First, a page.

Curtis Mayfield's solo work and his work with the Impressions are highwater marks in popular music, representing the Chicago soul music constituency popular in the 1960s and '70s. His influence is yet to be fully realized or understood today, making his creative corpus a very tantalizing source of material for modern players. Jazz Soul Seven, an all-star septet under the erstwhile leadership leadership of drummer Terri Lyne Carrington, pays a fully-realized tribute to the music of Mayfield on Impressions of Curtis Mayfield.
This is the highest caliber of music made by the highest caliber of musicians. Arrangements are dense and funky, capturing well the essence of Mayfield's generous gift while constantly feeding new ideas and sound combinations for consideration. Mayfield's touchstone, "People Get Ready," offers a case in point. This piece could have been arranged in any number of ways, all being more than acceptable. But the arrangement allows pianist Russell Ferrante to play a skewed gospel vibe, one that does not fully resolve itself into traditional harmonies. He still manages to find the soul and funk supporting the other's solos. The effect is fresh. Trumpeter Wallace Roney's muted-bell is as sophisticated as tenor saxophonistErnie Watts's solo. Guitarist Phil Upchurch takes the band out on a wordy guitar note, after adding damped filigree to the song's interior. This is a most excellent cover of a most excellent song.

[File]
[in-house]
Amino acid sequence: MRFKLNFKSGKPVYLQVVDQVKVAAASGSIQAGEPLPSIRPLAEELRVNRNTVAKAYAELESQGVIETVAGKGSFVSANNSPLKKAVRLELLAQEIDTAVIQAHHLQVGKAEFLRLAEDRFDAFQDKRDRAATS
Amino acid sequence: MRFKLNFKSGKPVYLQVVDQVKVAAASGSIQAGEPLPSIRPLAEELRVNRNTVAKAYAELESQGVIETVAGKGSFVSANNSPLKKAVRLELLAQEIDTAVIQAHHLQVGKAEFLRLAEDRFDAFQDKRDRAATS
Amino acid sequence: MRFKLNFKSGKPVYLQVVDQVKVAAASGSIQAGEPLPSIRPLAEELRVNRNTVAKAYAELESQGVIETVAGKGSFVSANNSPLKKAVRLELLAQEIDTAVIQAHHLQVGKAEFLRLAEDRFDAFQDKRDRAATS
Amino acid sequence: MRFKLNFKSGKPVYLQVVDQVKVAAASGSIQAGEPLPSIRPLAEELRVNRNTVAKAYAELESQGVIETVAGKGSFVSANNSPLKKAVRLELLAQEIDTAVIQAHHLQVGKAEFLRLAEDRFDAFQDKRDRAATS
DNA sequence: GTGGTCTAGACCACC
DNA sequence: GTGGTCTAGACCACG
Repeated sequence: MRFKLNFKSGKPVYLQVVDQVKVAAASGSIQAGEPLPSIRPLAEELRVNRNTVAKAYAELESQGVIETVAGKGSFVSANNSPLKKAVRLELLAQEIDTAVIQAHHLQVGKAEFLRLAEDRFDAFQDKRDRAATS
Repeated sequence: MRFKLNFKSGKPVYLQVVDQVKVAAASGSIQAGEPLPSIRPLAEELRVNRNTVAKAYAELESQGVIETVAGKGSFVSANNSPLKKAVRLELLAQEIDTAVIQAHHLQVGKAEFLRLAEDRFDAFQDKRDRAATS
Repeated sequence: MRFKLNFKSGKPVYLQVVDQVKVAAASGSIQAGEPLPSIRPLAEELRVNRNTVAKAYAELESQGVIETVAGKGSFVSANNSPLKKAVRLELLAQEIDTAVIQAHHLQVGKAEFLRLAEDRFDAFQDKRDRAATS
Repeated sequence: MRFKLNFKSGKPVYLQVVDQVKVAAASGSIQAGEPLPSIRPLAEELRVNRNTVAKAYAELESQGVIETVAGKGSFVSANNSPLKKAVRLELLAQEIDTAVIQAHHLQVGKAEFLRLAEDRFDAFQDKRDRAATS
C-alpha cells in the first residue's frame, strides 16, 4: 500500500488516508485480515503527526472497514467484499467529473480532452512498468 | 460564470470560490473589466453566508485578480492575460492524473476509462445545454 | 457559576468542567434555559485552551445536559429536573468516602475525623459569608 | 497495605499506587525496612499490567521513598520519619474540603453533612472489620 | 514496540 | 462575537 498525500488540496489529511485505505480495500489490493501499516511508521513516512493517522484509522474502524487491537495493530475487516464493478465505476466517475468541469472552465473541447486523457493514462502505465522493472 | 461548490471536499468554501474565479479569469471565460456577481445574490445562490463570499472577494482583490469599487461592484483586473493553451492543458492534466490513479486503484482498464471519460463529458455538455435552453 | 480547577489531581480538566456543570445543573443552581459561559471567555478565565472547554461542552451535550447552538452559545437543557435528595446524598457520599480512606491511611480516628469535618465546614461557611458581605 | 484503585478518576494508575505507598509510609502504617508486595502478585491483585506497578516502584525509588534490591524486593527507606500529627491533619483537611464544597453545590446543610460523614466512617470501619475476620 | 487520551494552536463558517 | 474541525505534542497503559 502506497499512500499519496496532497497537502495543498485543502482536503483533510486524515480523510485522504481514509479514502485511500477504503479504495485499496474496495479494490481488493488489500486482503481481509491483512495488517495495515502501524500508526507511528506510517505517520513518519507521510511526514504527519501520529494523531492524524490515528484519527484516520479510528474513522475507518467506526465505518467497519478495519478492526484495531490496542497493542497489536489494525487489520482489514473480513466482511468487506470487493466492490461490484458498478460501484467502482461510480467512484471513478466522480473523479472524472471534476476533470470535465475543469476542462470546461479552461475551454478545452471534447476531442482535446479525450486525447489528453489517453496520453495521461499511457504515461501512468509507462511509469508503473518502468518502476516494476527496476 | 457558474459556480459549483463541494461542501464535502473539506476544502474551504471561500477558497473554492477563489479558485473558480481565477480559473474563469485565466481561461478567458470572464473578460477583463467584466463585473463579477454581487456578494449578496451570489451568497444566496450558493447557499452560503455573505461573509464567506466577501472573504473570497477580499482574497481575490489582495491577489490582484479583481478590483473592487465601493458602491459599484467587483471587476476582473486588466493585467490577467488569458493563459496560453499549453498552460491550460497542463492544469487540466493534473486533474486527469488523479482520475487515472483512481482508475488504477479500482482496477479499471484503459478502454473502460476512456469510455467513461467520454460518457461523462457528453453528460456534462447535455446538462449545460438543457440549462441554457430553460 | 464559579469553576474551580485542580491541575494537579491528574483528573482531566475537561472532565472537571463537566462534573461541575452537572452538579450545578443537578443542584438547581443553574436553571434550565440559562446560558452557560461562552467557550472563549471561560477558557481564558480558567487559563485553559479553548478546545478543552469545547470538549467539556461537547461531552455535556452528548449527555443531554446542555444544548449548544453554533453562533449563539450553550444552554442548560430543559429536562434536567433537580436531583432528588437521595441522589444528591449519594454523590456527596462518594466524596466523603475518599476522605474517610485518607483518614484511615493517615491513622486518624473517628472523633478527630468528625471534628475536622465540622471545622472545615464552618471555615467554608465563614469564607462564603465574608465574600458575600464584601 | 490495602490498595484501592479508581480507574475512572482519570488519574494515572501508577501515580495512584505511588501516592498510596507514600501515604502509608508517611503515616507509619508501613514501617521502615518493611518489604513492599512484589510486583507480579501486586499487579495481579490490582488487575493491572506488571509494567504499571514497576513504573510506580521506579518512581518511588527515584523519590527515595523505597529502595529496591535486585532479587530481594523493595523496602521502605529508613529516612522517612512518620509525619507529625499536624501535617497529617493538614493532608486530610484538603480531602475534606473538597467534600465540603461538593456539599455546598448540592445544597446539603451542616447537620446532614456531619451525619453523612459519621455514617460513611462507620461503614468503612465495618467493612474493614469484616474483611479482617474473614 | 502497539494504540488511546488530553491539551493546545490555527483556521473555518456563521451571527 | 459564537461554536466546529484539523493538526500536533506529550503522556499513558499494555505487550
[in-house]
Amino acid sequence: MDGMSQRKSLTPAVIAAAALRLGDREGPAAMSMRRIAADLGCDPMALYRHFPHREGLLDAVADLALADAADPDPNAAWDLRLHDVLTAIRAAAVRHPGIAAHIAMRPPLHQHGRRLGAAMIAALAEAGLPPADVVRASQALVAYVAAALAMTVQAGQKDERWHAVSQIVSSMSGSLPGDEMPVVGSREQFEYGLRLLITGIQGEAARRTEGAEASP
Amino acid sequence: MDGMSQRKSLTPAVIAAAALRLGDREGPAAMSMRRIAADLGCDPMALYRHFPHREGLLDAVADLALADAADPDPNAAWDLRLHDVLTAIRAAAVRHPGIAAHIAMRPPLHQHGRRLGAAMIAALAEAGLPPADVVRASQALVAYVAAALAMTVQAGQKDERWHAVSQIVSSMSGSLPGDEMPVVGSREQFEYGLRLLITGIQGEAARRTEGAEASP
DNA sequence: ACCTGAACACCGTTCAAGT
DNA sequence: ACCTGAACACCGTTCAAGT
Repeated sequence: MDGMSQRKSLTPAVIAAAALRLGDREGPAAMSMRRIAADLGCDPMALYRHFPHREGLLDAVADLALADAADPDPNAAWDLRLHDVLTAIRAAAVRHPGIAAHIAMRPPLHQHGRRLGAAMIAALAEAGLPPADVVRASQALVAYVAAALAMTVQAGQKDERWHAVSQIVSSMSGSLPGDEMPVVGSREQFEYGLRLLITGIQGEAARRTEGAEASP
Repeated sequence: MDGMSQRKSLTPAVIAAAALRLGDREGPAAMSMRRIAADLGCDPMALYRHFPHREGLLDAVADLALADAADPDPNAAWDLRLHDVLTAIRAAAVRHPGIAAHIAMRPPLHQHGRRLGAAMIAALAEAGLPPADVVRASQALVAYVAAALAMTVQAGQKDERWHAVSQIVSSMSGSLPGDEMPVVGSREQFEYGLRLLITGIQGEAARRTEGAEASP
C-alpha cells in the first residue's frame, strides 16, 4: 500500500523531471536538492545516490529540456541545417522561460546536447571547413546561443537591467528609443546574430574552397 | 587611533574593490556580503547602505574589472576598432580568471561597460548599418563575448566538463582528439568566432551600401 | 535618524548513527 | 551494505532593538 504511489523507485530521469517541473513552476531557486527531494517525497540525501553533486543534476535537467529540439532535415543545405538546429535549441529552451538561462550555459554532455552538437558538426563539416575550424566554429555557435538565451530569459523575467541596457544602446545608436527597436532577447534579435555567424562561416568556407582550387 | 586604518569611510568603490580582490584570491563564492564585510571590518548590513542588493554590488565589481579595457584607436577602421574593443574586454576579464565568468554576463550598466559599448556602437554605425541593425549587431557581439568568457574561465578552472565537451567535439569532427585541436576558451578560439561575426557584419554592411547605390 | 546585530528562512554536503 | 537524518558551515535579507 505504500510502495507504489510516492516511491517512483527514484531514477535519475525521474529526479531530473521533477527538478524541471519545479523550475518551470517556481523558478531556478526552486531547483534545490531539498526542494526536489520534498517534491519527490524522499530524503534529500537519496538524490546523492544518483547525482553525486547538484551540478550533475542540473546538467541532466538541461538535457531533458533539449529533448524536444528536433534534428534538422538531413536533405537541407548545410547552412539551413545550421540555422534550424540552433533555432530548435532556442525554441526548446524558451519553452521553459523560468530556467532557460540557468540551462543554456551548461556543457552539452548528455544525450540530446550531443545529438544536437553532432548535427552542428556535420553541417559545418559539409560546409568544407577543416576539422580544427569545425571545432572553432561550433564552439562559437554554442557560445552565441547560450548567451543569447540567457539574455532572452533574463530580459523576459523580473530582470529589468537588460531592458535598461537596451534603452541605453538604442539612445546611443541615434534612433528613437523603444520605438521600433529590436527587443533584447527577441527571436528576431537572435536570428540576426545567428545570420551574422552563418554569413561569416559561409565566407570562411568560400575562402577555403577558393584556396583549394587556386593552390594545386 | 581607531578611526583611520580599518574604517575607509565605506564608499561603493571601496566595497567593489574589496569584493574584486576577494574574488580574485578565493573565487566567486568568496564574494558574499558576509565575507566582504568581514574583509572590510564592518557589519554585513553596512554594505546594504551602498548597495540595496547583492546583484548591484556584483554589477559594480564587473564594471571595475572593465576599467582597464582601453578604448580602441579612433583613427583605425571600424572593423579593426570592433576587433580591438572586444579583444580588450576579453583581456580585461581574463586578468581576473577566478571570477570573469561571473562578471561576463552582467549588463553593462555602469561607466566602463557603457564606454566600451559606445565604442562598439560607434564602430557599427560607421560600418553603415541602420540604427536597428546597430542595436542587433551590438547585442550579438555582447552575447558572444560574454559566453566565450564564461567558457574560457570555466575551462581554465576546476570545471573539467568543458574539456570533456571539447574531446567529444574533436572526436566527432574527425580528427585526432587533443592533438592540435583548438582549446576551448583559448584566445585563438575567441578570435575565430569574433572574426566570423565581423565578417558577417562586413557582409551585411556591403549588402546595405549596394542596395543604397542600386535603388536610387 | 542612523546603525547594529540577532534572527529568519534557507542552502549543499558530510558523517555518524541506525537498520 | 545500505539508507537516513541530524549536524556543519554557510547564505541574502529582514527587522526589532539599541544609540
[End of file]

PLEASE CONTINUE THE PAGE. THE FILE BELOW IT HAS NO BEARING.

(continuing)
Track Listing: Freddie's Dead; It's All Right; Move On Up; We're a Winner; Superfly;
Beautiful Brother of Mine; Check Out Your Mind; I'm So Proud; Keep On
Pushing; People Get Ready; Gypsy Woman; Amen.
Personnel: Terri Lyne Carrington: drums; Russ Ferrante: piano; Master Henry Gibson:
percussion; Bob Hurst: bass; Wallace Roney: trumpet; Phil Upchurch:
guitar; Ernie Watts: saxophone.
The first jazz record I bought was Bill Evans' Sunday at the Village Vanguard. When I was in high school, I somehow stumbled
across the track My Man's Gone Now and was instantly transfixed. It was the most beautiful thing I'd ever heard. So I saved up
(times were hard for a teenager back then) and went out and bought the album.
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